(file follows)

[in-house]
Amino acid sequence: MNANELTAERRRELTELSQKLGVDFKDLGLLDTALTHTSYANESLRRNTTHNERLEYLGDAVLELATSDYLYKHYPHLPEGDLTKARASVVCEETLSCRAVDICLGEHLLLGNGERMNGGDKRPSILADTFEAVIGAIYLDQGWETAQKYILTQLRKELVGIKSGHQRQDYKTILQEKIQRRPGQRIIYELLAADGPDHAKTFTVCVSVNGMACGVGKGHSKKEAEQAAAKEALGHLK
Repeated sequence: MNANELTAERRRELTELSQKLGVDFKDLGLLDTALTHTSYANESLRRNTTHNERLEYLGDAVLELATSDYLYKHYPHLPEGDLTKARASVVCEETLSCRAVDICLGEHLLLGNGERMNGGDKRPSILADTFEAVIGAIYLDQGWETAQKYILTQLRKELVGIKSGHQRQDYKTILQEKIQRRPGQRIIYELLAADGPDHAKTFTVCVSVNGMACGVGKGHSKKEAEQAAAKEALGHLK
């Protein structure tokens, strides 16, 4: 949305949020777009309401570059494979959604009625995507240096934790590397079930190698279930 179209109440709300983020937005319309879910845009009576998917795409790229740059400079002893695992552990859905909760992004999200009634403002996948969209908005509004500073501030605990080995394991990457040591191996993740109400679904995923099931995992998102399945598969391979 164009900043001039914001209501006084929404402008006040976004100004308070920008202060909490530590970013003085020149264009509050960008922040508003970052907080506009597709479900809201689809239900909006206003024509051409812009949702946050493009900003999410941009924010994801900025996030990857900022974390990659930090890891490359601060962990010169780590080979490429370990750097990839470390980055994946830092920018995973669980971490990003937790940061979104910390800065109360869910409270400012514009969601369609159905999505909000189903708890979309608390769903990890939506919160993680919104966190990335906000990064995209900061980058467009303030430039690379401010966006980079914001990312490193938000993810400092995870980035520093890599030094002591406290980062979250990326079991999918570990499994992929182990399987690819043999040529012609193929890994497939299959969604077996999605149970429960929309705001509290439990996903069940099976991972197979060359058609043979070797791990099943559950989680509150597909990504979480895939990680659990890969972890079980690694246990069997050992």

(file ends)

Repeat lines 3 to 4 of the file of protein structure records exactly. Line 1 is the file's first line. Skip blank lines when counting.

Repeated sequence: MNANELTAERRRELTELSQKLGVDFKDLGLLDTALTHTSYANESLRRNTTHNERLEYLGDAVLELATSDYLYKHYPHLPEGDLTKARASVVCEETLSCRAVDICLGEHLLLGNGERMNGGDKRPSILADTFEAVIGAIYLDQGWETAQKYILTQLRKELVGIKSGHQRQDYKTILQEKIQRRPGQRIIYELLAADGPDHAKTFTVCVSVNGMACGVGKGHSKKEAEQAAAKEALGHLK
């Protein structure tokens, strides 16, 4: 949305949020777009309401570059494979959604009625995507240096934790590397079930190698279930 179209109440709300983020937005319309879910845009009576998917795409790229740059400079002893695992552990859905909760992004999200009634403002996948969209908005509004500073501030605990080995394991990457040591191996993740109400679904995923099931995992998102399945598969391979 164009900043001039914001209501006084929404402008006040976004100004308070920008202060909490530590970013003085020149264009509050960008922040508003970052907080506009597709479900809201689809239900909006206003024509051409812009949702946050493009900003999410941009924010994801900025996030990857900022974390990659930090890891490359601060962990010169780590080979490429370990750097990839470390980055994946830092920018995973669980971490990003937790940061979104910390800065109360869910409270400012514009969601369609159905999505909000189903708890979309608390769903990890939506919160993680919104966190990335906000990064995209900061980058467009303030430039690379401010966006980079914001990312490193938000993810400092995870980035520093890599030094002591406290980062979250990326079991999918570990499994992929182990399987690819043999040529012609193929890994497939299959969604077996999605149970429960929309705001509290439990996903069940099976991972197979060359058609043979070797791990099943559950989680509150597909990504979480895939990680659990890969972890079980690694246990069997050992």